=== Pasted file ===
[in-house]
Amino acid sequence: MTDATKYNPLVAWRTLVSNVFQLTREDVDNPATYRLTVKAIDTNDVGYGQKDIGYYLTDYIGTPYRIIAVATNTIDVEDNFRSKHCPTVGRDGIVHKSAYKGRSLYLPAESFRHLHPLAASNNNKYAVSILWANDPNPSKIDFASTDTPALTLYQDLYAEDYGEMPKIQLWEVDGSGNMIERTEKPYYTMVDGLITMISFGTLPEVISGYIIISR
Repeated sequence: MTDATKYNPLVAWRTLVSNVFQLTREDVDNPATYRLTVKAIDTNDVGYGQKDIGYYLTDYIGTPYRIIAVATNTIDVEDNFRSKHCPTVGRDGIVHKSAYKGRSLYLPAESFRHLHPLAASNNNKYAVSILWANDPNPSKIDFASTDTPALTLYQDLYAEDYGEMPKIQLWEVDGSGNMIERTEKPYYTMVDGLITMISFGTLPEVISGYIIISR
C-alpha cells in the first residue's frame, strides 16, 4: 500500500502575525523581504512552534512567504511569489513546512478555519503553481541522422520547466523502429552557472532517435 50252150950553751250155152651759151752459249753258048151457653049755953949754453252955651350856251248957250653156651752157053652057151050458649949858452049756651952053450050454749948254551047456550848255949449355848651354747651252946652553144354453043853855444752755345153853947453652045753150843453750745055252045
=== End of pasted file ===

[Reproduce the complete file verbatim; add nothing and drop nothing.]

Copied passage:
[in-house]
Amino acid sequence: MTDATKYNPLVAWRTLVSNVFQLTREDVDNPATYRLTVKAIDTNDVGYGQKDIGYYLTDYIGTPYRIIAVATNTIDVEDNFRSKHCPTVGRDGIVHKSAYKGRSLYLPAESFRHLHPLAASNNNKYAVSILWANDPNPSKIDFASTDTPALTLYQDLYAEDYGEMPKIQLWEVDGSGNMIERTEKPYYTMVDGLITMISFGTLPEVISGYIIISR
Repeated sequence: MTDATKYNPLVAWRTLVSNVFQLTREDVDNPATYRLTVKAIDTNDVGYGQKDIGYYLTDYIGTPYRIIAVATNTIDVEDNFRSKHCPTVGRDGIVHKSAYKGRSLYLPAESFRHLHPLAASNNNKYAVSILWANDPNPSKIDFASTDTPALTLYQDLYAEDYGEMPKIQLWEVDGSGNMIERTEKPYYTMVDGLITMISFGTLPEVISGYIIISR
C-alpha cells in the first residue's frame, strides 16, 4: 500500500502575525523581504512552534512567504511569489513546512478555519503553481541522422520547466523502429552557472532517435 50252150950553751250155152651759151752459249753258048151457653049755953949754453252955651350856251248957250653156651752157053652057151050458649949858452049756651952053450050454749948254551047456550848255949449355848651354747651252946652553144354453043853855444752755345153853947453652045753150843453750745055252045